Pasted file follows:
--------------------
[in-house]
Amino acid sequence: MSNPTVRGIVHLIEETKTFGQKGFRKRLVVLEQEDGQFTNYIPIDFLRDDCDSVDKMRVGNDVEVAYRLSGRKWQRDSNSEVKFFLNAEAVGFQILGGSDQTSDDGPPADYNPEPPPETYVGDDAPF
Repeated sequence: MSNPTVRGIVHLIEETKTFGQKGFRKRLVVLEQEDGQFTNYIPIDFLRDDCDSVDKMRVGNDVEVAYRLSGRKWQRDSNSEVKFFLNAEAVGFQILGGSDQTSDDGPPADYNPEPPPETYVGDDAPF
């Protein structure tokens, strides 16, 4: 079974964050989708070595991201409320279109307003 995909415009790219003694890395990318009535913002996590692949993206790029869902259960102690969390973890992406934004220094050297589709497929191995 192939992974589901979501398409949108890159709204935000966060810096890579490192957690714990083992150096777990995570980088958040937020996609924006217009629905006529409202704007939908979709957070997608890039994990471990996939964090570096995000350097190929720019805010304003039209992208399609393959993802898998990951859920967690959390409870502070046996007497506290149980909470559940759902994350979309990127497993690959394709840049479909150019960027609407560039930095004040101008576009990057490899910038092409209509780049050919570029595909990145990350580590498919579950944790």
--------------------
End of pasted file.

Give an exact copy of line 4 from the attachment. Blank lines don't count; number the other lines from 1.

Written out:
């Protein structure tokens, strides 16, 4: 079974964050989708070595991201409320279109307003 995909415009790219003694890395990318009535913002996590692949993206790029869902259960102690969390973890992406934004220094050297589709497929191995 192939992974589901979501398409949108890159709204935000966060810096890579490192957690714990083992150096777990995570980088958040937020996609924006217009629905006529409202704007939908979709957070997608890039994990471990996939964090570096995000350097190929720019805010304003039209992208399609393959993802898998990951859920967690959390409870502070046996007497506290149980909470559940759902994350979309990127497993690959394709840049479909150019960027609407560039930095004040101008576009990057490899910038092409209509780049050919570029595909990145990350580590498919579950944790």